The Senate Standing Committee on Defence approved on Monday the National University of Medical Sciences (NUMS) Bill 2015 amid concerns raised by an opposition senator for giving sweeping powers to the military-run medical institute.
The meeting of the Senate panel headed by Senator Mushahid Hussain Syed was held at the Parliament House.
The main agenda of the meeting was to address the numerous objections Senator Farhatullah Babar had pointed out in the bill during the previous meeting, said a statement issued by the Senate defence committee.
Brig Aamar, assistant commandant of the Armed Forces Institute of Pathology, gave a presentation to the committee members to address the objections raised by the Pakistan People’s Party senator.
Senator Gen Qayyum, Senator Gen Tirmizi and Senator Brig John Kenneth Williams said NUMS was a vital institution and its establishment should not be withheld any longer.
The committee cleared the bill ignoring the objections raised by the opposition lawmaker.
According to the statement, Senator Babar after the presentation expressed satisfaction over the majority of the counter arguments given by Brig Aamar.
However, the PPP lawmaker, in a separate statement, insisted the NUMS Bill did not restrict itself under the Pakistan Medical and Dental Council (PMDC), which serves as a watchdog over the academic functioning of all medical institutions in the country.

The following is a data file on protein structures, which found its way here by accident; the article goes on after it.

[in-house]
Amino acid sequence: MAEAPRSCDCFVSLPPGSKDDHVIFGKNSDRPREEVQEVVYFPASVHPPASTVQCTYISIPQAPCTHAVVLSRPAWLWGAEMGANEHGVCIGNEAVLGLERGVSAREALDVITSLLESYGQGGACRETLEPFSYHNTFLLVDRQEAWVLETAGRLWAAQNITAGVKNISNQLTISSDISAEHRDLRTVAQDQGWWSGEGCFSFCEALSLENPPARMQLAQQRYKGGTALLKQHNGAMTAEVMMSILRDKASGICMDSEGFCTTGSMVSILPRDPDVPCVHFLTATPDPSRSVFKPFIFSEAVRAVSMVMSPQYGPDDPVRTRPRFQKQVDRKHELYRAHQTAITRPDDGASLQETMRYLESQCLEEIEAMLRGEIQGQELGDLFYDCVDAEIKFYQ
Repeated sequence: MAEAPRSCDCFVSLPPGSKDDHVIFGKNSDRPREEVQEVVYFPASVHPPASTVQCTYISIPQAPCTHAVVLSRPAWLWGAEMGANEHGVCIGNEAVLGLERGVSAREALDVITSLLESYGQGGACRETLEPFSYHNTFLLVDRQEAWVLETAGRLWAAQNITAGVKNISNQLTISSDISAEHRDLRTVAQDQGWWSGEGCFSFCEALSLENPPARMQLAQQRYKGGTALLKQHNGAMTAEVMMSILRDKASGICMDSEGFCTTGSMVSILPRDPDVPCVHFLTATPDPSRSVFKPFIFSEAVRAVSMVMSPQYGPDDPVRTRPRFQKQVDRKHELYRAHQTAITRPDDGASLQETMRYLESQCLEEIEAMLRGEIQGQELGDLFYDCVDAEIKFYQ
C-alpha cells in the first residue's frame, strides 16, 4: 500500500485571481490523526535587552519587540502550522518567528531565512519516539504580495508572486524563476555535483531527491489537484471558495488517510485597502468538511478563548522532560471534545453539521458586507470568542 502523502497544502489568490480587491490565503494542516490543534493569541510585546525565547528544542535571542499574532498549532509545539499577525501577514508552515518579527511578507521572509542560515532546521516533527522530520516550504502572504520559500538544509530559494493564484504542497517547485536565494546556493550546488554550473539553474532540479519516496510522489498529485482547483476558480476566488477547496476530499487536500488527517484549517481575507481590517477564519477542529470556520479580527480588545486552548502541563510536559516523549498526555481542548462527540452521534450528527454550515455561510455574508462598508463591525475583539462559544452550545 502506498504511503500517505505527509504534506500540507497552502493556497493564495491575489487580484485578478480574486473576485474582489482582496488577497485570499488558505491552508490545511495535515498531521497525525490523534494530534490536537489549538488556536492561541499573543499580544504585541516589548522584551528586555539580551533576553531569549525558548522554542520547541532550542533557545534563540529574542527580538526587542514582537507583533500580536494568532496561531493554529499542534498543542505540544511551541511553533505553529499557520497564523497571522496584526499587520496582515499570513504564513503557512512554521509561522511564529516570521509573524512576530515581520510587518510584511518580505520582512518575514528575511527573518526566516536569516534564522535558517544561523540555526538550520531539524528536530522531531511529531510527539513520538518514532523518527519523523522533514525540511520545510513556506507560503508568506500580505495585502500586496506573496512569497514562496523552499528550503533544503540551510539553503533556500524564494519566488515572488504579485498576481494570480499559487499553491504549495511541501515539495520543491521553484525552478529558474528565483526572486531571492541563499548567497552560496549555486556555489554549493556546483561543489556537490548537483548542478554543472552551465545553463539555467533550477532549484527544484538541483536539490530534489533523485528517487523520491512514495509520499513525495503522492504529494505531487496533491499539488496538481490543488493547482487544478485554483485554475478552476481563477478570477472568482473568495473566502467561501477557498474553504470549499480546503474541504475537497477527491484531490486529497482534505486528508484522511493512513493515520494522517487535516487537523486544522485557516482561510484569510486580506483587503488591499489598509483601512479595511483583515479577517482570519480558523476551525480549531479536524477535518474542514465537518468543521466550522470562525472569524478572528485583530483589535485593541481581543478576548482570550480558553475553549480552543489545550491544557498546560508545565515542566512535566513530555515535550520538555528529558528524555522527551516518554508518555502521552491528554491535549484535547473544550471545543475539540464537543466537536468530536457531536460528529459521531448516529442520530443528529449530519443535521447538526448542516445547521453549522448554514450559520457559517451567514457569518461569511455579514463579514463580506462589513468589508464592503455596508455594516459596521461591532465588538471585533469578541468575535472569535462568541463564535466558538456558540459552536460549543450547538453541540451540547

He argued as there was no external watchdog for NUMS, the proposed university would be governing itself.
He suggested that a clause be added making it mandatory for NUMS to follow the PMDC’s by-laws and regulations related to prescribing a uniform and minimum standard of courses and qualifications and the experience required for professors and teachers.
“It is unprecedented and illegal to allow NUMS to act as a regulator of medical education in some medical institutions just because those institutions are run by the military,” Senator Babar stated, adding the regulator’s job was for the PMDC and not that of a military-run university.
He said the PMDC Ordinance 1962, amended from time to time, including the latest amendment last month, was a federal law meant to regulate all aspects of medical education throughout the country and could not be bypassed.
“NUMS may become a world-class medical university but it cannot be allowed to become its own regulator just because it is run and operated by the army,” he argued. If the PMDC has failed in performing its functions properly, it does not mean its work should be entrusted to the military, he added.
The PPP leader alleged the proposed law gave the NUMS academic council all powers to regulate medical education independently and without reference to the PMDC laws.
“The space of civilian institutions has already shrunk shockingly and disturbingly. It will be most unfortunate if we fail to arrest this free fall of civilian institutions and continue to abdicate legitimate civilian space in matters of governance and regulation to the military authorities,” he said.
Published in The Express Tribune, September 29th, 2015.